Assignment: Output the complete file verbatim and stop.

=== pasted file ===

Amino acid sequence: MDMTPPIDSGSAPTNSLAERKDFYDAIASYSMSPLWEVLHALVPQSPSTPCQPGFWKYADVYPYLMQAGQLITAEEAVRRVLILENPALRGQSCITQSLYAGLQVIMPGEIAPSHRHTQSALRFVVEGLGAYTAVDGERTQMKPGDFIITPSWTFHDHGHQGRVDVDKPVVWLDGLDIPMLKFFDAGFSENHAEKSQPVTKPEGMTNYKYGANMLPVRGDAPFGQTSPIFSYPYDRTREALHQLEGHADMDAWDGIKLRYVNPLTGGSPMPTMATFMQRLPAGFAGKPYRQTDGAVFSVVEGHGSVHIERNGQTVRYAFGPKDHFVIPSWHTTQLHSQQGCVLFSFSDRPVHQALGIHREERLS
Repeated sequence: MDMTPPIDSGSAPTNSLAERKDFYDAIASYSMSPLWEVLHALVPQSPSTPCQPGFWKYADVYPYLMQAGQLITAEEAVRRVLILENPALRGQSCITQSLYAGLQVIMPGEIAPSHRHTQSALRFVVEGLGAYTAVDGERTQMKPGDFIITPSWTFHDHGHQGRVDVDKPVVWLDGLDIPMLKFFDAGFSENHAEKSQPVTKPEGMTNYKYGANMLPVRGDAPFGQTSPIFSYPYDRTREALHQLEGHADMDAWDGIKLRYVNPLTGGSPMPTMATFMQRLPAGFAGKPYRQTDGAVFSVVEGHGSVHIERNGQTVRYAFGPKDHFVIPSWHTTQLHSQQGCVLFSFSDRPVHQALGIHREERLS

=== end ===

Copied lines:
Amino acid sequence: MDMTPPIDSGSAPTNSLAERKDFYDAIASYSMSPLWEVLHALVPQSPSTPCQPGFWKYADVYPYLMQAGQLITAEEAVRRVLILENPALRGQSCITQSLYAGLQVIMPGEIAPSHRHTQSALRFVVEGLGAYTAVDGERTQMKPGDFIITPSWTFHDHGHQGRVDVDKPVVWLDGLDIPMLKFFDAGFSENHAEKSQPVTKPEGMTNYKYGANMLPVRGDAPFGQTSPIFSYPYDRTREALHQLEGHADMDAWDGIKLRYVNPLTGGSPMPTMATFMQRLPAGFAGKPYRQTDGAVFSVVEGHGSVHIERNGQTVRYAFGPKDHFVIPSWHTTQLHSQQGCVLFSFSDRPVHQALGIHREERLS
Repeated sequence: MDMTPPIDSGSAPTNSLAERKDFYDAIASYSMSPLWEVLHALVPQSPSTPCQPGFWKYADVYPYLMQAGQLITAEEAVRRVLILENPALRGQSCITQSLYAGLQVIMPGEIAPSHRHTQSALRFVVEGLGAYTAVDGERTQMKPGDFIITPSWTFHDHGHQGRVDVDKPVVWLDGLDIPMLKFFDAGFSENHAEKSQPVTKPEGMTNYKYGANMLPVRGDAPFGQTSPIFSYPYDRTREALHQLEGHADMDAWDGIKLRYVNPLTGGSPMPTMATFMQRLPAGFAGKPYRQTDGAVFSVVEGHGSVHIERNGQTVRYAFGPKDHFVIPSWHTTQLHSQQGCVLFSFSDRPVHQALGIHREERLS